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Bella finds herself at F1 racing king Gabriel Danti’s house after accepting a friend’s party invitation. The beautiful scenery on the outskirts of London can’t compete with the noise of the party, though. And she can’t find Gabriel, the beloved international celebrity, either! But while looking for a bathroom, lo and behold she finds the gorgeous man tucked away in the house. He woos her and, her head in the clouds, Bella goes to bed with him. Never thinking it might be the last time they ever speak...…

Reading terms One-day rental / membership period
Price $3.99 / $5.99
Preview 30 Pages
Pages 129 Pages
Available until : Nov. 30th 2016(Monthly course($59.99)

Average Customer Review

4.4 (5 customer reviews)





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It was stop and go and stop. 2  2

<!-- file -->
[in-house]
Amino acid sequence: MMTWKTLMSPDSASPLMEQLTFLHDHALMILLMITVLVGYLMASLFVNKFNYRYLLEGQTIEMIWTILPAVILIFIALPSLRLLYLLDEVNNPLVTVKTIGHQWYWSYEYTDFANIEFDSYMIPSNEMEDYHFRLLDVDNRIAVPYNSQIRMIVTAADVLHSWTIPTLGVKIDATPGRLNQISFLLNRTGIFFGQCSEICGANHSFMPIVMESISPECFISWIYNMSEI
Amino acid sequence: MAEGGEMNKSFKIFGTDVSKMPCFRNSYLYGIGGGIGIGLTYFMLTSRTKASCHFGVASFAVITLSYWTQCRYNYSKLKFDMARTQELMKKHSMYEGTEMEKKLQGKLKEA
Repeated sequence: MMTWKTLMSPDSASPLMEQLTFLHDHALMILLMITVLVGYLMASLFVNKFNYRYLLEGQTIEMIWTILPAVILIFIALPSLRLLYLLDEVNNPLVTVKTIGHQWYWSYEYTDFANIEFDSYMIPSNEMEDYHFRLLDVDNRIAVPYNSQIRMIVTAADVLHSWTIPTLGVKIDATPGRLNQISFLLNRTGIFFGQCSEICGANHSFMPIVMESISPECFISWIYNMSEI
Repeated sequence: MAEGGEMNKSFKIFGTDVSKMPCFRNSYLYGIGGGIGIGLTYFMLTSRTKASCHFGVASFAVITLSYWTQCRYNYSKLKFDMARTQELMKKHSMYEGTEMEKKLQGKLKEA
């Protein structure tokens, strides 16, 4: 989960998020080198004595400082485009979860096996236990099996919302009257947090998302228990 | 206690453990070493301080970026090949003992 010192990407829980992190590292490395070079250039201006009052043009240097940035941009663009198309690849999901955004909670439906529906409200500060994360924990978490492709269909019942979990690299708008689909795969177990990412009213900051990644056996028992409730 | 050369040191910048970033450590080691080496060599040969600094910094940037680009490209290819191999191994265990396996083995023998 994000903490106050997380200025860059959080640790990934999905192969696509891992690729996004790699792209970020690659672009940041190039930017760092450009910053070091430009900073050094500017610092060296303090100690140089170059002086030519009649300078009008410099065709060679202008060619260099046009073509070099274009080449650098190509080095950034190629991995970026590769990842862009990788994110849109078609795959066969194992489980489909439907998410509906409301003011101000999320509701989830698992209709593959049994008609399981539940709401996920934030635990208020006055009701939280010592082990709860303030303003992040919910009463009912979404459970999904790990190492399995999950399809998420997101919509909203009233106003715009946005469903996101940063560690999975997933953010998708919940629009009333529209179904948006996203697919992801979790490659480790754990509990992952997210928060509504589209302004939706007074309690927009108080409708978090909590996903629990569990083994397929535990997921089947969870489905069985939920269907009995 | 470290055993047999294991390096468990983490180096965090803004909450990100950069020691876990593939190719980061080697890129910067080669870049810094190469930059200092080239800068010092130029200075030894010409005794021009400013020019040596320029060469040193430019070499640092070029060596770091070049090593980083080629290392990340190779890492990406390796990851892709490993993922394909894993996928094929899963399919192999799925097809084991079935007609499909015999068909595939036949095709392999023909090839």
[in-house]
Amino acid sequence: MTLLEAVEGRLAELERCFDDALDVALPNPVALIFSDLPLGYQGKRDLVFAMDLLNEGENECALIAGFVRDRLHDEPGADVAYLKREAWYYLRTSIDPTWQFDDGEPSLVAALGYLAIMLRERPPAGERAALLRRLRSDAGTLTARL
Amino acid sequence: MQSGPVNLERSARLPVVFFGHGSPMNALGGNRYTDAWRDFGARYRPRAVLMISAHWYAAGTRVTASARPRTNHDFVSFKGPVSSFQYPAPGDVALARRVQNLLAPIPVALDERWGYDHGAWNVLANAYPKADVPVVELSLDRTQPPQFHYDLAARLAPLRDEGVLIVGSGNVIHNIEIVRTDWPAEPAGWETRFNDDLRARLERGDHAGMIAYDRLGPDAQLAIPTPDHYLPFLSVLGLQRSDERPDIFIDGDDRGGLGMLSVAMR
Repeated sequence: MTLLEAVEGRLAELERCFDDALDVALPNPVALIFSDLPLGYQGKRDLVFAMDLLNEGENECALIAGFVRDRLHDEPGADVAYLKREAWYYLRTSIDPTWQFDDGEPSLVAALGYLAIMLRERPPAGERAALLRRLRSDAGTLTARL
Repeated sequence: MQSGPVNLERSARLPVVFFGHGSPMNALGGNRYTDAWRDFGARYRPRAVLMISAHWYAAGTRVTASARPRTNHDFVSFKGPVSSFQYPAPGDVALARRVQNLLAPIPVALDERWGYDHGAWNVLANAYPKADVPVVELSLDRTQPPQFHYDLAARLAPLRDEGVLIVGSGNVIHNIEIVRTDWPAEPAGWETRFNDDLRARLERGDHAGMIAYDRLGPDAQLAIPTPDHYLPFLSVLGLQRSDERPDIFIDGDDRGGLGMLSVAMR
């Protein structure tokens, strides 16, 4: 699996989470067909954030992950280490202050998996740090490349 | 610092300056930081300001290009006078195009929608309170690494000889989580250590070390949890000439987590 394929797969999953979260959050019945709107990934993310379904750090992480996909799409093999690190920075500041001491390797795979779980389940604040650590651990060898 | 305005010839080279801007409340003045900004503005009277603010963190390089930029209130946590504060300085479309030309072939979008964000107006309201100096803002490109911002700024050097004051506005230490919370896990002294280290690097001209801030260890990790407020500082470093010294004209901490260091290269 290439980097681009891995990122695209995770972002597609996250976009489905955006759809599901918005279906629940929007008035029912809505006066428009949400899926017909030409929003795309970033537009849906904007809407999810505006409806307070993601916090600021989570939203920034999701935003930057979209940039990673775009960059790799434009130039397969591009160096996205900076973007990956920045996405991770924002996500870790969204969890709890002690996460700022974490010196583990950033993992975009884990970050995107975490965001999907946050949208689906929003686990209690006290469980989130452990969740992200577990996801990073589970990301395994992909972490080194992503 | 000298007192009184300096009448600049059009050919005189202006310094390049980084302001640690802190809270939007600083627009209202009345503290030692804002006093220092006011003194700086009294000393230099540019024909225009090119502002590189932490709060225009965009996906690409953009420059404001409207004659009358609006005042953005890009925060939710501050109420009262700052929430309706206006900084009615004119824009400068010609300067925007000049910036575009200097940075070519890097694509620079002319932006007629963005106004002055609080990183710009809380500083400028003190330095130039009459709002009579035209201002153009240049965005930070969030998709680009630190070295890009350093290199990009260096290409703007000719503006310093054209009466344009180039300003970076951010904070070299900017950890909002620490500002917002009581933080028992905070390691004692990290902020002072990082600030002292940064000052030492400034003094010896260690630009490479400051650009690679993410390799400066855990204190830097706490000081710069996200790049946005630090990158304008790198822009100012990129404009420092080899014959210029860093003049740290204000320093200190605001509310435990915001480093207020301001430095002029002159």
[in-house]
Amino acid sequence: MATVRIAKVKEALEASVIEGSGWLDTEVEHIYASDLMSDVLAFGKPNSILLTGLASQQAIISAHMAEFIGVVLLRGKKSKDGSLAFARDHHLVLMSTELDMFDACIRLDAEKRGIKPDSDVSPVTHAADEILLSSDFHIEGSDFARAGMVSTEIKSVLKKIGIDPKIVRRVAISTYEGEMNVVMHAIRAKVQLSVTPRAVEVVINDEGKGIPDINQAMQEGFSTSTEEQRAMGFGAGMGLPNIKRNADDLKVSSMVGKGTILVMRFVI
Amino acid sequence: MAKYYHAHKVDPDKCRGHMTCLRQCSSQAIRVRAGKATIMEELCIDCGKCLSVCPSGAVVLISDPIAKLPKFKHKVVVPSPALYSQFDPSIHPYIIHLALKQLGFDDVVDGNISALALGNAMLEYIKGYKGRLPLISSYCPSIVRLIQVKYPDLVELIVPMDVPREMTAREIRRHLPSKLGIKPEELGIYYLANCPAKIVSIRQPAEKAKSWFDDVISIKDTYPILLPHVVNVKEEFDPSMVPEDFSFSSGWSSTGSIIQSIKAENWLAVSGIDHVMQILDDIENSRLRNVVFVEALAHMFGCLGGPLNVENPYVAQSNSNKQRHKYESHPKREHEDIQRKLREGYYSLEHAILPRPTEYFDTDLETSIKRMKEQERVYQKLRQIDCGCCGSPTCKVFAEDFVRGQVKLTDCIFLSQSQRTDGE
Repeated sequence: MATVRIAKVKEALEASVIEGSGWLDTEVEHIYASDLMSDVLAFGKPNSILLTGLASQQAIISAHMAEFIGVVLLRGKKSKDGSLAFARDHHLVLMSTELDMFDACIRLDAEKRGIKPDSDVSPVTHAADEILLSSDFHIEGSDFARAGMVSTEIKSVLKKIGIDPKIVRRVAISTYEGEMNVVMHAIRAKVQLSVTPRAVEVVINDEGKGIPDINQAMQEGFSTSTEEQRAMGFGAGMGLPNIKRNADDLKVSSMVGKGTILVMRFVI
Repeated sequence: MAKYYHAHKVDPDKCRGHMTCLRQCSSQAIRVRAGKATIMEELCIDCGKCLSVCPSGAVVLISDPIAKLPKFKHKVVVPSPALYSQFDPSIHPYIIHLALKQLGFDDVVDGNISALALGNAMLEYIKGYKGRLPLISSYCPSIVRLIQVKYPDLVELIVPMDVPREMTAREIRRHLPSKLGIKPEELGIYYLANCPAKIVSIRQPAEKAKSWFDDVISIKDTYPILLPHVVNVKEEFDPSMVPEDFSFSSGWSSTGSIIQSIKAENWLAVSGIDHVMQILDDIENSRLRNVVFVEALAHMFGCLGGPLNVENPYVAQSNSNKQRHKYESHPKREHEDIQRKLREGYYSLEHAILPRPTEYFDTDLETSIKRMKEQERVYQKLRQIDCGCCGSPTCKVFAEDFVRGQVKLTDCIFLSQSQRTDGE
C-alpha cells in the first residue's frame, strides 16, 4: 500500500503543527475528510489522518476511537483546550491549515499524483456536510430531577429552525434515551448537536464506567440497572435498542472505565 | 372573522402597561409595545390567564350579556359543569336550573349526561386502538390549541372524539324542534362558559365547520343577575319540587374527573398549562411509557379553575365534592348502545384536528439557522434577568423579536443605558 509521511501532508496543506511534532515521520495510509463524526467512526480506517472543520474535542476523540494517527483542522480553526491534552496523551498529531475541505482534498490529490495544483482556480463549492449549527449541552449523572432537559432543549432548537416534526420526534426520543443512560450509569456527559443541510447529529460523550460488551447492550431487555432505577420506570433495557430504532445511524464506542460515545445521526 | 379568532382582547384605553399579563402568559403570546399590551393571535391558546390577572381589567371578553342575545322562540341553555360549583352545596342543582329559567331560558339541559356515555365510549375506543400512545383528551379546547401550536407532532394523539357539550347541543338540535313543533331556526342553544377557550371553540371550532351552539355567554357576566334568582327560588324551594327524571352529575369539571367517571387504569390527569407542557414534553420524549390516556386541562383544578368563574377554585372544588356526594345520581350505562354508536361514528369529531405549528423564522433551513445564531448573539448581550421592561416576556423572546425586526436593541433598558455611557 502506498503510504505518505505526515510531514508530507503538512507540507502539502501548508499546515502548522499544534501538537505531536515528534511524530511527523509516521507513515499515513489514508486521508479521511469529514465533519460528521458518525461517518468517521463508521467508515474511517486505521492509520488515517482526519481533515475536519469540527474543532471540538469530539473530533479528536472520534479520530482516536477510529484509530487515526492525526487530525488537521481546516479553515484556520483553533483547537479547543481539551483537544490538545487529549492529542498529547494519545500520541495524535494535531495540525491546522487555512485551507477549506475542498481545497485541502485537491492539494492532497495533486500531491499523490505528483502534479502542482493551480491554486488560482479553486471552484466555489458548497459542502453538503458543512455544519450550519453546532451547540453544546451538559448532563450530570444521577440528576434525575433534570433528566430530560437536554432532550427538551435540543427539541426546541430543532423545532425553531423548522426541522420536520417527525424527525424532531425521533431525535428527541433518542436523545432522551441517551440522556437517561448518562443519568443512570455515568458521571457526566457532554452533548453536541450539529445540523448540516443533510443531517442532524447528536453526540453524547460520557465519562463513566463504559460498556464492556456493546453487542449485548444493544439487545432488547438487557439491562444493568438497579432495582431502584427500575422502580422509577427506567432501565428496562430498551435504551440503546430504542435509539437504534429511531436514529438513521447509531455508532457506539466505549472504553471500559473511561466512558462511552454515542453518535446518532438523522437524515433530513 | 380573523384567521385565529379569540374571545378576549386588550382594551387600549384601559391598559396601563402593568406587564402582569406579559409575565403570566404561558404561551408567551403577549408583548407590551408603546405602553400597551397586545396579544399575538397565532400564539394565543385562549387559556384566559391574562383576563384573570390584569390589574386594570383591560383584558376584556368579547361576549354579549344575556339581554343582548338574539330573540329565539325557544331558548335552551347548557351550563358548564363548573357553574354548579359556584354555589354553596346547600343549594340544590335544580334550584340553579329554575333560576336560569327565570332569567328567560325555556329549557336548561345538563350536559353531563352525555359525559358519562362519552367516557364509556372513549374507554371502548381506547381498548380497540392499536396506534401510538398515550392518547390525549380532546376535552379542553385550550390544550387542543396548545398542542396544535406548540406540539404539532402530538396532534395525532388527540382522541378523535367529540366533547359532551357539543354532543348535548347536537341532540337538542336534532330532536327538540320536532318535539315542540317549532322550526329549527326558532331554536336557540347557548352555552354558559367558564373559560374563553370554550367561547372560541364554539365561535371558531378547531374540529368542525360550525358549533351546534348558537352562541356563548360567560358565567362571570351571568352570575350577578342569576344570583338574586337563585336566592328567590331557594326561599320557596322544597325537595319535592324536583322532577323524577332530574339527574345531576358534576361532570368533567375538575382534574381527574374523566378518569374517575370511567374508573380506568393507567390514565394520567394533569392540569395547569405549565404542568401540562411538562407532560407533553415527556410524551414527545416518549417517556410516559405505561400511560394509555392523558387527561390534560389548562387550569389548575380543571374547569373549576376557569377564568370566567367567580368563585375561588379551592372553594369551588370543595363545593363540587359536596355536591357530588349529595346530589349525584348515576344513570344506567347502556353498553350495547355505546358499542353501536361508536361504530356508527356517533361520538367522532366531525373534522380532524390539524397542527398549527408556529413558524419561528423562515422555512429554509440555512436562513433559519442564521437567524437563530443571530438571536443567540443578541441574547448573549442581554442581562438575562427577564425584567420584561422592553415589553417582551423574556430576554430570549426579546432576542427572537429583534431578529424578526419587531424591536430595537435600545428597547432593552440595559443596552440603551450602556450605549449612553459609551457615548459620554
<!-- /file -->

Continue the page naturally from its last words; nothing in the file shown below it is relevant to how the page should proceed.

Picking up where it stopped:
The way it felt in the book was pushing the gas pedal then the brake pedal. It was a bit silly. The story starts off with the hero and heroine reuniting after five years. The heroine remembers that they had a wonderful one night stand that could have turned into more if the hero hadn't gotten into the accident. The heroine did let me down a bit when she heard tried to call the hero only once right after the accident. I admit that the ex-girlfriend publicly broadcasting that the accident was her fault for two men fighting over her. However, the man was in a serious car accident that ended the life of his best friend and his career. So, of course he would be depressed and not taking calls. The heroine is a bit unreasonable because when the sister leaves the hero with the heroine a few minutes after their reunion, the heroine asks," why does she (heroine's sister) get these ideas into her head?" Well, it seems that she wasn't told by you of the hero's lasting impact on the heroine. The heroine has a lot of bite towards the heroine, noted that she needs it. Yet, it feels like it a little dog's annoying bite. The heroine did leave it at that at the end of the discussion more adult like. When the heroine contemplates on telling the hero or not about their son, she does leave some good points. For example, he might reject their son or take their son away from them Yet, the hero didn't leave that impression of oversized male ego at the party nor forgetful playboy. The fact that the heroine is hiding the hero's child is just so old fashioned and silly that I don't like it. If she really wanted to hide the child, she wouldn't have taken him to the wedding and then lead him with her brother, increasing the chance that the hero would spot him. It doesn't make sense at all. When the heroine is talking to the hero and his father, the son comes up and both men instantly see the resemblance. If she was trying to hide, again; don't take him to the event where the hero will be. The hero's father gets dizzy, which has the heroine's father who is a doctor examine him. I like how the hero was attentive to his father. I think that one of the most surprising thing was the father of the heroine taking the whole meeting the father of his grandchild to a new level of calm. We find out that the heroine kept the identity of father from her parents. It makes a little sense but not enough because the father acts really good. The heroine just looks and acts so weak-willed that you would think she's the one who's going to have a heart attack. I didn't like the heroine's thoughts stating that the hero loves no one, did she not see how the hero was fussing over his father's wellbeing? I love the interactions between the hero, hero's father, and the son. It's so cute. I swear the fathers of the couple had better talks than those two. I didn't like it that the heroine's father told her,"Go talk to Gabriel". It felt like a order and I would have used different wording. Then there's the usual fighting and it's ridiculous because it ends with the usual phrase,"I'll go to court" that won't happen if there's a wedding involved. The wedding happens and the hero and heroine go on a honeymoon but the heroine had no idea of it. This is where the heroine loses brownie points from me. In the first twenty-fours hours of this honeymoon, she has found nearly every possible way to make small talk into a huge volcano of fighting. The hero is earning brownie points from me because he's being an adult, he thanks the heroine for having the son and cooks dinner for her on their first honeymoon night. She whines about the plane, the helicopter, the island, etc. It's boring and old and the way she growls at him is no different from a little animal. The only time when they seem to make a connection is after sex. The hero finds out that the heroine had a c-section and freaks out, thinking that she could really get hurt from it all. Then almost makes a mad dash to call the helicopter to take them to the hospital to find out if the heroine's actually pregnant. I must say that it was surprising. This is where we see the heroine actually maturing: she sits the hero down and they talk it out. This is the stop part, because the huge misunderstanding was cleared up. The ending few pages was cute but it felt like there wasn't much. It just didn't float my boat.

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